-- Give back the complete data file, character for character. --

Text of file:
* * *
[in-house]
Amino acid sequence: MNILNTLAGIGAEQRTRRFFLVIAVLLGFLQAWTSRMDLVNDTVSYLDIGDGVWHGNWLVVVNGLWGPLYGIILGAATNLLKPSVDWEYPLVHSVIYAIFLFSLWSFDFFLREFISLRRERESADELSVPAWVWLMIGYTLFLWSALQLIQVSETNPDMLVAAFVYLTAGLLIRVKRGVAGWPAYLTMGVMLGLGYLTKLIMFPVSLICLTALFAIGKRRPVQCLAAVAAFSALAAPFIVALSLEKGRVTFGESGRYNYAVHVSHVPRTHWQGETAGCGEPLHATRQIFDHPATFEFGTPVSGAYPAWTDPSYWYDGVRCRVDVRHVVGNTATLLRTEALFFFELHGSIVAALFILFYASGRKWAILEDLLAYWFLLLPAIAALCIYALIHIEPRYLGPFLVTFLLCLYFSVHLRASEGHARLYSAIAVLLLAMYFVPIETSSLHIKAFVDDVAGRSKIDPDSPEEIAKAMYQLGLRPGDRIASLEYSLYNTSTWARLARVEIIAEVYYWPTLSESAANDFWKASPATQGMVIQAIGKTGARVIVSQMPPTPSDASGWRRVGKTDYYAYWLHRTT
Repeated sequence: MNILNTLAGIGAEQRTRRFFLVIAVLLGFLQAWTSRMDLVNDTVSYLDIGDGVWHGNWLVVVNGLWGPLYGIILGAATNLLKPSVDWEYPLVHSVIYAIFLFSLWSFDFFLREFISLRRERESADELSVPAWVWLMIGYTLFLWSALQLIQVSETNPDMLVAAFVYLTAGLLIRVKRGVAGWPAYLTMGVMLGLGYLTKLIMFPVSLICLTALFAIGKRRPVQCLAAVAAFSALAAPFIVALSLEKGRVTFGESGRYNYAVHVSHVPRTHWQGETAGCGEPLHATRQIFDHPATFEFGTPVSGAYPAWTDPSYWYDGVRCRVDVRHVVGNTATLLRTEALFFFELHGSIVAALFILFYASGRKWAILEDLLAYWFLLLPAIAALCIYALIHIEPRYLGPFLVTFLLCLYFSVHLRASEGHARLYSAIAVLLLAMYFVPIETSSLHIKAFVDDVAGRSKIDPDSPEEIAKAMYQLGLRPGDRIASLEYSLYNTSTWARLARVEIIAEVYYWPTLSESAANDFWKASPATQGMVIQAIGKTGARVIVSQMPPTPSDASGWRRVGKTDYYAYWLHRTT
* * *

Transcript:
[in-house]
Amino acid sequence: MNILNTLAGIGAEQRTRRFFLVIAVLLGFLQAWTSRMDLVNDTVSYLDIGDGVWHGNWLVVVNGLWGPLYGIILGAATNLLKPSVDWEYPLVHSVIYAIFLFSLWSFDFFLREFISLRRERESADELSVPAWVWLMIGYTLFLWSALQLIQVSETNPDMLVAAFVYLTAGLLIRVKRGVAGWPAYLTMGVMLGLGYLTKLIMFPVSLICLTALFAIGKRRPVQCLAAVAAFSALAAPFIVALSLEKGRVTFGESGRYNYAVHVSHVPRTHWQGETAGCGEPLHATRQIFDHPATFEFGTPVSGAYPAWTDPSYWYDGVRCRVDVRHVVGNTATLLRTEALFFFELHGSIVAALFILFYASGRKWAILEDLLAYWFLLLPAIAALCIYALIHIEPRYLGPFLVTFLLCLYFSVHLRASEGHARLYSAIAVLLLAMYFVPIETSSLHIKAFVDDVAGRSKIDPDSPEEIAKAMYQLGLRPGDRIASLEYSLYNTSTWARLARVEIIAEVYYWPTLSESAANDFWKASPATQGMVIQAIGKTGARVIVSQMPPTPSDASGWRRVGKTDYYAYWLHRTT
Repeated sequence: MNILNTLAGIGAEQRTRRFFLVIAVLLGFLQAWTSRMDLVNDTVSYLDIGDGVWHGNWLVVVNGLWGPLYGIILGAATNLLKPSVDWEYPLVHSVIYAIFLFSLWSFDFFLREFISLRRERESADELSVPAWVWLMIGYTLFLWSALQLIQVSETNPDMLVAAFVYLTAGLLIRVKRGVAGWPAYLTMGVMLGLGYLTKLIMFPVSLICLTALFAIGKRRPVQCLAAVAAFSALAAPFIVALSLEKGRVTFGESGRYNYAVHVSHVPRTHWQGETAGCGEPLHATRQIFDHPATFEFGTPVSGAYPAWTDPSYWYDGVRCRVDVRHVVGNTATLLRTEALFFFELHGSIVAALFILFYASGRKWAILEDLLAYWFLLLPAIAALCIYALIHIEPRYLGPFLVTFLLCLYFSVHLRASEGHARLYSAIAVLLLAMYFVPIETSSLHIKAFVDDVAGRSKIDPDSPEEIAKAMYQLGLRPGDRIASLEYSLYNTSTWARLARVEIIAEVYYWPTLSESAANDFWKASPATQGMVIQAIGKTGARVIVSQMPPTPSDASGWRRVGKTDYYAYWLHRTT